Next the player secretly plots the exact movement the unit will make, what type of camera lens the mecha is using (lenses are a whole thing in Votoms - you must choose between standard, telephoto, or wide angle), and how many shots you plan to fire from a weapon (if any).

During the movement phase, all units are moved simultaneously, based on their secret movement plots. This can be a real surprise as the enemy can and will move wherever you least expect it to. Trying to outguess the opponent's moves adds a level of tension and unpredictability not seen in simpler games, at the cost of added complexity.

Last is combat, including shooting and hand-to-hand "battling." Even if you didn't plan to have a valid target this turn, your unit can always shoot one snap shot off if you have line of sight on an enemy.

In my first test game, both units cautiously maneuvered around the dense patches of forestland between them for two turns. On the third turn, both were ready to approach within weapon range. The machine gunner ran at full tilt, attempting to outflank the opponent and blast them in their blind side. However, the rocket pod AT didn't advance very far and had readied a volley from their short-range pistol.

The units were only one hex distant, and both were in each other's front arcs. The machine gunner unleashed a burst of 5 shots, but only 1 hit its target. The rocket pod AT fired 4 shots with its pistol, which is less powerful than the machine gun but highly accurate at this range. 3 shots ripped through the machine gunners armor, destroying the mech. The pilot did not escape the wreckage.


This is a surprisingly complex game, especially for the anime fans reading this magazine and maybe starting out with their first board wargame ("simulation game," as they are called in Japan). Designer K. Otomo bemoans this problem in some of his designer's notes in the series, all of which I have translated and included in the rule book.

Much of the complexity comes from plotting one's moves in secret and having a rich choice of actions and equipment that closely resemble battles in the Armored Trooper Votoms anime. If the players are patient and experienced gamers, this pays off with an exciting game that is true to its source material.

However, just shooting a target can make my head spin. It is simple enough on paper, but breaks every intuitive notion when I try to figure out what number I need to roll to hit. First, each weapon has a certain hit chance at short, medium, or long range. This is the number you attempt to roll less than or equal to on two dice in order to hit the target (for example, at range 5, a machine gun has a base hit chance of 8).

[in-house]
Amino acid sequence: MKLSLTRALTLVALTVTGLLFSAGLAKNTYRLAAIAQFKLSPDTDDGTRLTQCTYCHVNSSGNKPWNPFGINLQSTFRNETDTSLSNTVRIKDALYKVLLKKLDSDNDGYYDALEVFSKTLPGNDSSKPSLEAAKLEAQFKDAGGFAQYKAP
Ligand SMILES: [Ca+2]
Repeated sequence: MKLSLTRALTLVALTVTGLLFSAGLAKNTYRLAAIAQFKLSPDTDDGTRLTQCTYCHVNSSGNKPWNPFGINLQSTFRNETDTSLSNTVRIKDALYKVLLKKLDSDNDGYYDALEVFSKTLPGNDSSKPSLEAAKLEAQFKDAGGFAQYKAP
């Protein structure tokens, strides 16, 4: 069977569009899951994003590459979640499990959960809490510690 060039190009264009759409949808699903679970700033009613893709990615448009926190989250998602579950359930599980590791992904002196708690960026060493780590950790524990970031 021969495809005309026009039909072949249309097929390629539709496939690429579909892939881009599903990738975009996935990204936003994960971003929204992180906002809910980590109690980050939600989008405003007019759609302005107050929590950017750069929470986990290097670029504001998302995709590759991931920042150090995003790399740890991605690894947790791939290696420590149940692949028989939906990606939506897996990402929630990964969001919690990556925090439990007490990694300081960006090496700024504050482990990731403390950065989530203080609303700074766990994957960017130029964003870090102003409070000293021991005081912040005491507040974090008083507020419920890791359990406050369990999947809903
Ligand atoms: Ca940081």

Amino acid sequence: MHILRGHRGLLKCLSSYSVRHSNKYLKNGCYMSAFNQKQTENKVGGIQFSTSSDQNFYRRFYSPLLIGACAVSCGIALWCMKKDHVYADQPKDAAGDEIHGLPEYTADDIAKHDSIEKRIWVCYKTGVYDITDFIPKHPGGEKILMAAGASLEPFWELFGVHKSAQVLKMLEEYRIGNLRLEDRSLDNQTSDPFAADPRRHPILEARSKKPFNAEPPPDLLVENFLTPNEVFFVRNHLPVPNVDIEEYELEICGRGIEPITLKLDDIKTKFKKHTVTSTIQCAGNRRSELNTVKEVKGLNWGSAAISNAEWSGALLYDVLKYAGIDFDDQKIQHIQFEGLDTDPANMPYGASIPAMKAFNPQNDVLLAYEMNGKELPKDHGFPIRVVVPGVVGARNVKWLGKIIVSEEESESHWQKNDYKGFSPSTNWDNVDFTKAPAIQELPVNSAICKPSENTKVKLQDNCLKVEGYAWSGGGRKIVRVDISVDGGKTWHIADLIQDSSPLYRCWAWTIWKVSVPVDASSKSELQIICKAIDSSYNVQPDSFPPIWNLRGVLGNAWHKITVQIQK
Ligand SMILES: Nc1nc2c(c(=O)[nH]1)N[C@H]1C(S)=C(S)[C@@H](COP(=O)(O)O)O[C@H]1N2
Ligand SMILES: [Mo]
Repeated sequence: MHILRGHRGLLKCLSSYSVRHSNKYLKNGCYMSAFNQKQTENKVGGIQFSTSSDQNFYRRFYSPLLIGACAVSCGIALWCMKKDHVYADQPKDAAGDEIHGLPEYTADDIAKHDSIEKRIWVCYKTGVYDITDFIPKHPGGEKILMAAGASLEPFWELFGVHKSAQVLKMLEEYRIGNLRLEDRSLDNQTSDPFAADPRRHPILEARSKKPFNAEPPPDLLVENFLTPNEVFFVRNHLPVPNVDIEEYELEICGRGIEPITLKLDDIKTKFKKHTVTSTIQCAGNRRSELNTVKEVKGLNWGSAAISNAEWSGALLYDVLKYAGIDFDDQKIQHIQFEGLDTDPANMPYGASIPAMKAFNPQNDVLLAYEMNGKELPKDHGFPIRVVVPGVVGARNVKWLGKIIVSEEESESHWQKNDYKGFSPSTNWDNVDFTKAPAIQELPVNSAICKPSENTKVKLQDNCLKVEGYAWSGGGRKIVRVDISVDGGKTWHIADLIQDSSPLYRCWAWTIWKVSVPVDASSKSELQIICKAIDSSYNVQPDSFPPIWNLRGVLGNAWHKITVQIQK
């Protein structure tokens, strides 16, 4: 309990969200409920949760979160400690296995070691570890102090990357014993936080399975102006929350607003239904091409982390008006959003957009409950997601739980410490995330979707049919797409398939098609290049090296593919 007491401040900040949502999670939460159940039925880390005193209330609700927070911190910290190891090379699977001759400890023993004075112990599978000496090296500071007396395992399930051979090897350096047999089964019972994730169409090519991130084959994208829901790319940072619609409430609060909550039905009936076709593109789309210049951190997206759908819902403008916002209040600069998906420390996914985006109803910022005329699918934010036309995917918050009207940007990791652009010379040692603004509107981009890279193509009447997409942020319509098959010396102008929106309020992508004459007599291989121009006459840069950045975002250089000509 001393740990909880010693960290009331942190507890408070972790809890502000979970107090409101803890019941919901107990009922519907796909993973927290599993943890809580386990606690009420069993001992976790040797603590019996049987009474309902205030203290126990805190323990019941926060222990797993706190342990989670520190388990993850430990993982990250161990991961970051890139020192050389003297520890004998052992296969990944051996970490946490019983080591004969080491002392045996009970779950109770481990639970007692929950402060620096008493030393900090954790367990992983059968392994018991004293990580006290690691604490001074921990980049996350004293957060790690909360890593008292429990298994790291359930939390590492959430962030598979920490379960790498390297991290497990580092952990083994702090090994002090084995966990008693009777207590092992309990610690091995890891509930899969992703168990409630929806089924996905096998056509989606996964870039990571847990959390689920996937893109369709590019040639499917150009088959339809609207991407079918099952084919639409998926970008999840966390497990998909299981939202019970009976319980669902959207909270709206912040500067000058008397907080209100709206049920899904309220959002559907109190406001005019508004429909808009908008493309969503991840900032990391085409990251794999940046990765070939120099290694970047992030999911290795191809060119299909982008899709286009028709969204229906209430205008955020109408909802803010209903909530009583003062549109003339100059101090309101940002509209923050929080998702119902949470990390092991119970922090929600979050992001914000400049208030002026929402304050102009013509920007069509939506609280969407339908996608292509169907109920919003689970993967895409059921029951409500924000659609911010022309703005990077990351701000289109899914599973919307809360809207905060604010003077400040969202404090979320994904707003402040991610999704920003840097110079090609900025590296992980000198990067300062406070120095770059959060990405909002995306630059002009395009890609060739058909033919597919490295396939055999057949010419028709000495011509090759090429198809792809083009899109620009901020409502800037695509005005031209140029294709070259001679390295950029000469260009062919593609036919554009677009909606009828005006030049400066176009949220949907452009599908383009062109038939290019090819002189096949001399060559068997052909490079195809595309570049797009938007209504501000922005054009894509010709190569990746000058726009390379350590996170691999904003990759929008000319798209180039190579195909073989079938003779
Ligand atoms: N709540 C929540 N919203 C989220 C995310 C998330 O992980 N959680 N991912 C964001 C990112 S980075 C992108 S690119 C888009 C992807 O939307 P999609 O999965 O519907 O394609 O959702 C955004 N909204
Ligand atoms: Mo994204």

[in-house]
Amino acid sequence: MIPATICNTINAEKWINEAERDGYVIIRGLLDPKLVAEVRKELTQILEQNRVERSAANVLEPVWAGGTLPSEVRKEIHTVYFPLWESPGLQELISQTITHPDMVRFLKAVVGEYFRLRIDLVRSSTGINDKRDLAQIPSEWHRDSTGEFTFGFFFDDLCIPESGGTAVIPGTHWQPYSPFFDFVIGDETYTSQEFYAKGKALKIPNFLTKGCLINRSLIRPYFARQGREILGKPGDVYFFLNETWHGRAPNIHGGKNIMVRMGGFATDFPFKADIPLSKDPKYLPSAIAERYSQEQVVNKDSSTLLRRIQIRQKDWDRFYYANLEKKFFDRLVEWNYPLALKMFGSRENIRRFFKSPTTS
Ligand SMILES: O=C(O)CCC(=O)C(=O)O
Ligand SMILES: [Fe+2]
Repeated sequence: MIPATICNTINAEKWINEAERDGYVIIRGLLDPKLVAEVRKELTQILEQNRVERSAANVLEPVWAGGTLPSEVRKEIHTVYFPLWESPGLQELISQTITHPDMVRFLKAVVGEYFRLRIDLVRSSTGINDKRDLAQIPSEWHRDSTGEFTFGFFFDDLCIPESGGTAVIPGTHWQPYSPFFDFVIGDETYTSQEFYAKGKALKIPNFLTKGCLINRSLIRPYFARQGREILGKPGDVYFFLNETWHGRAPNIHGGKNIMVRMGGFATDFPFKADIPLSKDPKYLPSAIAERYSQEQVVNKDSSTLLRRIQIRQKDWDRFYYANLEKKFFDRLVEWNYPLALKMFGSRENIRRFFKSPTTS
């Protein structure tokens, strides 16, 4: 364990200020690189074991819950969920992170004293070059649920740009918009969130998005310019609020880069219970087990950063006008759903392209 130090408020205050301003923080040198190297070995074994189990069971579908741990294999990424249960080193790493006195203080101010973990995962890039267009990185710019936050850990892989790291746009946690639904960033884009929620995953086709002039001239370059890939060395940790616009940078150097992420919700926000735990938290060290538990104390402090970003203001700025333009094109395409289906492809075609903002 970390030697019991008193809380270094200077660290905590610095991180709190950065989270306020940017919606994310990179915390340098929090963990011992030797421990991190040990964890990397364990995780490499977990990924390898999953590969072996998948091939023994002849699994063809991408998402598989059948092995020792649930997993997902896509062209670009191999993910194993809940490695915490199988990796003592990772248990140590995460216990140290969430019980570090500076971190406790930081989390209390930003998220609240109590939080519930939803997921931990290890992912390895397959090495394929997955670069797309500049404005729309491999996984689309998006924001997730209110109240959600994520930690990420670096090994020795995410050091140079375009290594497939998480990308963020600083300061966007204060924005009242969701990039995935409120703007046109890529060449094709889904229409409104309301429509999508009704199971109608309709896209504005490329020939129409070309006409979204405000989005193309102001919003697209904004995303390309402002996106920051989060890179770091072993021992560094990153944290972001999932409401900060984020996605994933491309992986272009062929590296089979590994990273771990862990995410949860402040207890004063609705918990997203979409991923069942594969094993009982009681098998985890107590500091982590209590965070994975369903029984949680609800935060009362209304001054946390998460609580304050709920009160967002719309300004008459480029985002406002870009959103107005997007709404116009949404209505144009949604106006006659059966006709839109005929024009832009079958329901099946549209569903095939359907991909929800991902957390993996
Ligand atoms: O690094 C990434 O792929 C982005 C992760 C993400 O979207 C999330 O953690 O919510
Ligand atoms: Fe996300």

Then, there are so many possible combat modifiers affecting your chance to hit:
  • The shooting pilot's shooting skill
  • The shooter's AP for this turn
  • Any damage previously suffered by the shooter's AT
  • The target pilot's dodge skill
  • The target's AP for this turn
  • Any damage previously suffered by the target's AT
  • The number of shots fired
  • The relative velocity between shooter and target (if in outer space)
But what doesn't makes sense is that these are modifiers to the dice roll not the hit chance! That means that negative numbers are bonuses and positive numbers are maluses, which is never intuitive. Also, if you want to figure out your hit chance, then you must subtract your modifier total from the hit chance to figure out what you must roll on two dice.

It just seems like it would all be more logical if all negative modifiers were positive and vice versa, then you added the modifier total to the hit chance and immediately know what number to roll. It may not seem like much, but it would help streamline something you do a lot of in this game.

Saturday, August 20, 2022

New English Rule Book for Yanoman's Mobile Suit Z Gundam Tactical Card Game

 Get the Rule Book on BoardGameGeek.com

I've completed my unofficial English translation of the rules for Yanoman's Mobile Suit Z Gundam Tactical Card Game.

First and foremost, here is the link to the download page hosted on BoardGameGeek.com. You need an account on the site in order to download the file, but if you are reading my blog, you probably already have one:

Here is the link to the main game page on BoardGameGeek: https://boardgamegeek.com/boardgame/368787/

Mobile Suit Zeta Gundam Card Game